Change in the wind


IMAGINE STICKY GOBS of crude oil washing up on the shores of the Roe Jan Kill or Kinderhook Lake. Picture Canada geese covered with dark goo, the beach at Lake Taghkanic turned to tar, the Hudson boat launch choked by petroleum the tide can’t wash away.

Fortunately we don’t face those direct consequences the way our fellow citizens on the Gulf Coast do following the fatal accident last month that destroyed the offshore oil rig and released millions of gallons of crude into the water. But like everybody who drives a car, shops at a supermarket or flips on a light switch, all of us who live in Columbia County live lives connected to the disaster unfolding off the Louisiana coast. And we bear some responsibility for finding ways to prevent such catastrophes from happening again.

So should we all jump in our cars, drive down to the Mississippi Delta with a cup and a spoon to scoop up some of the leaking oil? Forget about it; driving there would only increase our need for petroleum.  No, the best response lies in what we do here, not in someone else’s back yard. Take the question of attitudes toward alternative energy sources like wind turbines.

The question of residential turbines came up last week at the Ancram Zoning Board of Appeals meeting, where a homeowner wants permission to set up a turbine to power his house and another one for his garage. The town comprehensive plan supports alternative energy sources, and he plans to use a proven system. But Ancram doesn’t yet have regulations setting standards for wind turbines, so when the homeowner was denied permission to erect them, he turned to the ZBA for help.

At last week’s meeting members of the board and neighbors voiced concerns about problems they thought the wind turbines might cause. Some of what they said makes sense, like requiring the owner to clean up right away if a turbine falls on the nearby town road, and prohibiting him from using the 111-foot-tall towers as billboards. Those restrictions might apply to any type of private project.

Some neighbors also worried about noise, and one person spoke of flickering light that the spinning blades of turbines can cause under certain circumstances. We assume some people may find the sound annoying, and others may view the turbines visually unappealing for any number of reasons. Turbines have also been faulted for the threat they pose to birds and bats. And a couple of years ago some residents of Gallatin protested vigorously that a proposed wind turbine would adversely affect their health, despite a lack of compelling scientific evidence to support the claim.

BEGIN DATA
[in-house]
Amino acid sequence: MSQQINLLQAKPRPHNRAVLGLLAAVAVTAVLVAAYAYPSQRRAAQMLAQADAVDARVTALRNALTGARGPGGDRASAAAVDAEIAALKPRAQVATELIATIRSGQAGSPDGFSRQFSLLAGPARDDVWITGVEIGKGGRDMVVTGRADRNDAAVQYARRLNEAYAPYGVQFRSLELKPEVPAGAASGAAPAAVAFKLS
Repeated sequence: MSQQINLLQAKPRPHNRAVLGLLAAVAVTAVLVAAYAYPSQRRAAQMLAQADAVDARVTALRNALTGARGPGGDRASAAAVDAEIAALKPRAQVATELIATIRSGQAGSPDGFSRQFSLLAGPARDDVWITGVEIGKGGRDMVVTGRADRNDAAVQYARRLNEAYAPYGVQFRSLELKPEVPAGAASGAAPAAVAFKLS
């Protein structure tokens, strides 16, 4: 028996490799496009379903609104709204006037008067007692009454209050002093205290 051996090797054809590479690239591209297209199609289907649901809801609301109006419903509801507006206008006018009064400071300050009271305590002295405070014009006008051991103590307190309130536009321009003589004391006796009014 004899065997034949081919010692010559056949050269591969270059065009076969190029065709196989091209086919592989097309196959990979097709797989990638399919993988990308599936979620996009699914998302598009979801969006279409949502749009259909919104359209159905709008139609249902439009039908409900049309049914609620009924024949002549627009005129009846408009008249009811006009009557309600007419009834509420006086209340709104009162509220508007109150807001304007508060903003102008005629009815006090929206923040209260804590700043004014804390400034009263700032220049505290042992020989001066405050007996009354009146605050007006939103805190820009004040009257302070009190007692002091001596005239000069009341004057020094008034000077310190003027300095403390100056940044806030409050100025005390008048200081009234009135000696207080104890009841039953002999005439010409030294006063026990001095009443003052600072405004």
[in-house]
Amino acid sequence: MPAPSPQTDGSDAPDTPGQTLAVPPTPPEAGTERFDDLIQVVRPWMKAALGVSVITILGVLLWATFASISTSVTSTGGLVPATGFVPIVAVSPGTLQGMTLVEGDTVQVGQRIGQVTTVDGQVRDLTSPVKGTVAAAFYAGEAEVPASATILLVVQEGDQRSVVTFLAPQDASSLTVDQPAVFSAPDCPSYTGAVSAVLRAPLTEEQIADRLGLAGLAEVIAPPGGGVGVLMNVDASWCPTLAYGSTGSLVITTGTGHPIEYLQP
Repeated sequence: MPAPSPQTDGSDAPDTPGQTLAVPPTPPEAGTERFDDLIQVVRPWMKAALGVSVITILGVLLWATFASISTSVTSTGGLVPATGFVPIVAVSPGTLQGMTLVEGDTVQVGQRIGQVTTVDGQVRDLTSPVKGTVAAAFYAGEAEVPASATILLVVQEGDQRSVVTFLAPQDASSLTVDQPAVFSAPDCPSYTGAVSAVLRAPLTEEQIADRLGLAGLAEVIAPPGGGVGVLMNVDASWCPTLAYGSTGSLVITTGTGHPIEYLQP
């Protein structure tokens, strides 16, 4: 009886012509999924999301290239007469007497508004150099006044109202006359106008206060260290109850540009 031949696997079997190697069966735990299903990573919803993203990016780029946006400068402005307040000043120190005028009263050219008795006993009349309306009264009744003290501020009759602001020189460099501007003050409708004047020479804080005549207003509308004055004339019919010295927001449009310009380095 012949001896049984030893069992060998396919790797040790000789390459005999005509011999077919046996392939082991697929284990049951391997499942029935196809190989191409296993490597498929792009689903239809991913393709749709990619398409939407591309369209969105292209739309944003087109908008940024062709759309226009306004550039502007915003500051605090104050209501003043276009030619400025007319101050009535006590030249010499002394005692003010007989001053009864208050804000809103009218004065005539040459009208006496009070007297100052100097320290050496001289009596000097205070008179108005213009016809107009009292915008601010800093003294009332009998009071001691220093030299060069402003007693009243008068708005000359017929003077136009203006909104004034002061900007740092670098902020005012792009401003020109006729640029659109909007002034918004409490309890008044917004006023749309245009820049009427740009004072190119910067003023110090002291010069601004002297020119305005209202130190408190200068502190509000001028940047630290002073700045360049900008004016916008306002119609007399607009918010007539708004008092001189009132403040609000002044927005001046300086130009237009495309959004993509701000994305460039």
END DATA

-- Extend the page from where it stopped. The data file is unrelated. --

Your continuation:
New ideas often provoke wary reactions, especially when they challenge established ways of doing things. Why, for instance, do we need wind turbines if we have a perfectly good electric power grid? Well, aside from the argument for an owner’s property rights, every new wind turbine represents a tiny reduction in the amount of fossil or nuclear fuel the country uses. The people willing to install and use these devices show us the way to a better, cheaper future, less dependent on non-renewable oil, coal and uranium.

Wind, solar and even water power also promise jobs for the county. Hudson Valley Wind Energy, the company that plans to install the Ancram turbines, is here in the county. A release from the firm says that government programs will offset up to 75% of the cost of the systems. Companies like SunDog Solar in Chatham install practical solar systems and also have government incentives to offer. It may still be possible to restart the old hydro-electric plant in Stuyvesant; and a startup company has made noises about building a new type of wind turbine in an empty factory in Hudson.

We urge Ancram officials to move quickly to approve the wind turbines proposal before the ZBA and to embed in the town zoning law measures that encourage alternative, renewable, non-polluting energy sources. And we hope other towns around the county will also actively pursue similar, practical ways to welcome these new technologies.

No one individual or community can undo the damage brought about by our reliance on fossil fuels. But if you believe that we all have an obligation to leave this world in better shape than the world we inherited, then making small but significant changes in land use laws, ones that nurture a wiser use of our limited resources, seems like a real good place to begin.

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